Okay, I admit it: I am a big fan of the post-zombie-apocalypse TV show ‘The Walking Dead’, which is set to kick-off its much-anticipated 6th series from October 11, 2015.
There is something about man – and woman’s – eternal struggle against hordes of flesh-eating zombies that I am drawn to. Mind you, so are lots of other folks.
According to Forbes, The Walking Dead is the highest rating show on cable TV. On October 13, 2013 the season 4 premiere aired, titled “30 Days Without an Accident”. At the time, this was the highest-rated hour of cable television ever; with a staggering 16.11 million viewers in the US alone.
This cable-TV monster continues to gather a legion of fans. Season 5, which premiered on October 12, 2014, recorded a record-breaking 17.3 million total viewers, about 1.2 million more viewers than its previous high.
So, it was naturally big news when the cast and crew of this TV phenomenon publicly announced they’re gradually adopting the vegetarian lifestyle.
The Ecorazzi website reported one off-camera source who claimed that:
“After watching ‘Walkers’ realistically look as though they are consuming bloody human flesh or seeing heads and other body parts sliced off, no one was touching the red meat or even chicken that was on offer.”
In an interview on ‘SF Gate’, actor Norman Reedus, who plays ruggedly handsome zombie bow-hunting Daryl Dixon (my wife’s favourite) admitted that the special effects team, who created scenes of human flesh consumption in the fifth season, made them a little too realistic for comfort. So Norman has decided to adopt a meat-free diet. It seems that this was almost against Reedus’ better judgment, as he was quoted as not being exactly happy about his lifestyle change: “I’ve become a vegetarian and I’m kind of bummed about it.”
Why the big turn-off meat?
What’s really going on here? I recently saw a hunter say on a TV show (where he was justifying his lifestyle to a bunch of animal rights activists), “hunting is in our DNA”. In other words, according to this bloke and his supporters, hunting, killing, and butchering animals is a normal, natural, instinctive human activity.
If that’s true, why don’t most people naturally revel in the sight of blood and guts? For that matter, why are millions of people outraged over the ‘canned hunting’ death of a single animal Cecil the lion? I think this touches on the deeper question of who we really are. Are we the ruthlessly efficient hunter of Paleo fantasy, or are we essentially plant-eating primates who might only eat flesh foods for the occasional bit of protein and extra sustenance?
You won’t find a dog or a cat put off by the sight of gore. They’ll see lots of their natural food source, and, of course, (unlike us) happily (and safely) eat it in its raw state. And trust me, having visited several factory farms and abattoirs in my time, whatever stomach-churning scenes you might see on ‘The Walking Dead’ of zombies chowing down on dead rats, horses’ guts, or some poor guy’s shoulder muscle, it pales in comparison with the reality of animal slaughter, which is a real-life horror show.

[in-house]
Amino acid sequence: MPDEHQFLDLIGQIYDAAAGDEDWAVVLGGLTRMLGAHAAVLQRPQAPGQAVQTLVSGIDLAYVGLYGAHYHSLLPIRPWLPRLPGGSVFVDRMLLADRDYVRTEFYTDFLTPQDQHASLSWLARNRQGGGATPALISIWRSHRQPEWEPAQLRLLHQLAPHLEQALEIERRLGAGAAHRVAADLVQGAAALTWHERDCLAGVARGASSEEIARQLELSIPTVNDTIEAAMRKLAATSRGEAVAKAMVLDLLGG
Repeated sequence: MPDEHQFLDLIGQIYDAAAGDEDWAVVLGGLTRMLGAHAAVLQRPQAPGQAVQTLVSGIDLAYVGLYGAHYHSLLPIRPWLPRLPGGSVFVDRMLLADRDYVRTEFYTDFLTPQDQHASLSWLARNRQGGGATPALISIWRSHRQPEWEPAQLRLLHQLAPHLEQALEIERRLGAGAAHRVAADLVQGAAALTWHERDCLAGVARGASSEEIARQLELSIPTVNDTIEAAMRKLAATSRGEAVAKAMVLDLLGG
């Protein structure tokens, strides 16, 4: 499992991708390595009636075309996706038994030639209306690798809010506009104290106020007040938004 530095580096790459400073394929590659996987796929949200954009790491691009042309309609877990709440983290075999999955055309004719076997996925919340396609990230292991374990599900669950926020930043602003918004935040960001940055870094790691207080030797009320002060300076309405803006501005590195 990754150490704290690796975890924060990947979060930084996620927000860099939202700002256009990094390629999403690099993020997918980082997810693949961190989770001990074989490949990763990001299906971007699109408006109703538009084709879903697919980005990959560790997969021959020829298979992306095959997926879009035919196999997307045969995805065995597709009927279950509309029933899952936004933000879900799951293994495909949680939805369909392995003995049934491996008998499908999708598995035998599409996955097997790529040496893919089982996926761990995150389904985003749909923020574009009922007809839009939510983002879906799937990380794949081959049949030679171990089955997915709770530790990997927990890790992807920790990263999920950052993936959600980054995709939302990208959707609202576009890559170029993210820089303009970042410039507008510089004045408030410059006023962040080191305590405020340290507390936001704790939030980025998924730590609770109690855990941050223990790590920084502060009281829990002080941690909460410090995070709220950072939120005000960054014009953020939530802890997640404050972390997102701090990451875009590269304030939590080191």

There is also the fear of cannibalism, or ‘anthropophagiophobia’, which is implicit in gross acts of live-flesh eating the once-human zombies perform on their human victims in the show. Think of the revulsion many felt when Hannibal Lecter in ‘Silence of the Lambs’ uttered those immortal words:
“I ate his liver with some fava beans and a nice chianti” (I’ll spare you the grisly suckling noises Hannibal (aka Anthony Hopkins) then made to Clarice (aka Jodie Foster).
I think ‘The Walking Dead’ example proves, yet again, that we’re not natural carnivores. Sure, we can eat some meat as highly adaptable, opportunistic apes, but the thought of eating raw offal and innards makes most of us feel sick. Which it almost certainly would do if we ate it like that! Eating raw meat by humans is known to lead to the ingestion of harmful bacteria and disease-carrying pathogens. As reported in Wikipedia, “Every year in the United States, 6.5 million to 33 million cases of illness are diagnosed due to microbial pathogens, with about 900,000 deaths occurring annually as well. According to a multi-state study published in the America Journal of Preventative Medicine, the annual cost of disease caused by food borne pathogens is estimated to be anywhere from 9.3 to 12.9 billion dollars in “medical costs and productivity losses.”
But, of course, we don’t have to, and nor should we. The best, healthiest foods for humans (not dogs…or zombies) are fresh, whole plant foods. As is well-known, not only can we eat these foods raw; they’re extremely good for us, and best for natural weight loss and protection against chronic diseases like heart disease and cancer. Raw (and cooked) vegetables and raw fruits, with a few raw nuts and seeds are what we should be basing our diet on. Complimented, of course, with some beans, legumes and whole grains.
According to another report of ‘The Walking Dead’ series,
“on-set meat dishes have been replaced by spinach and avocado salad with garlic mustard vinaigrette, mushroom risotto and black bean and cheese Mexican enchiladas.”
Apparently “around 80%” of the food served-up by Craft Services caterers at the five locations in Georgia where ‘The Walking Dead’ is filmed is now meat-free. So it’s greens, beans and grains; not brains, that are on the menu for most working on the set of ‘The Walking Dead’.
It seems that battling rabid man-eating zombies together ultimately does bring out the best in us. I think sheriff’s deputy Rick Grimes would agree.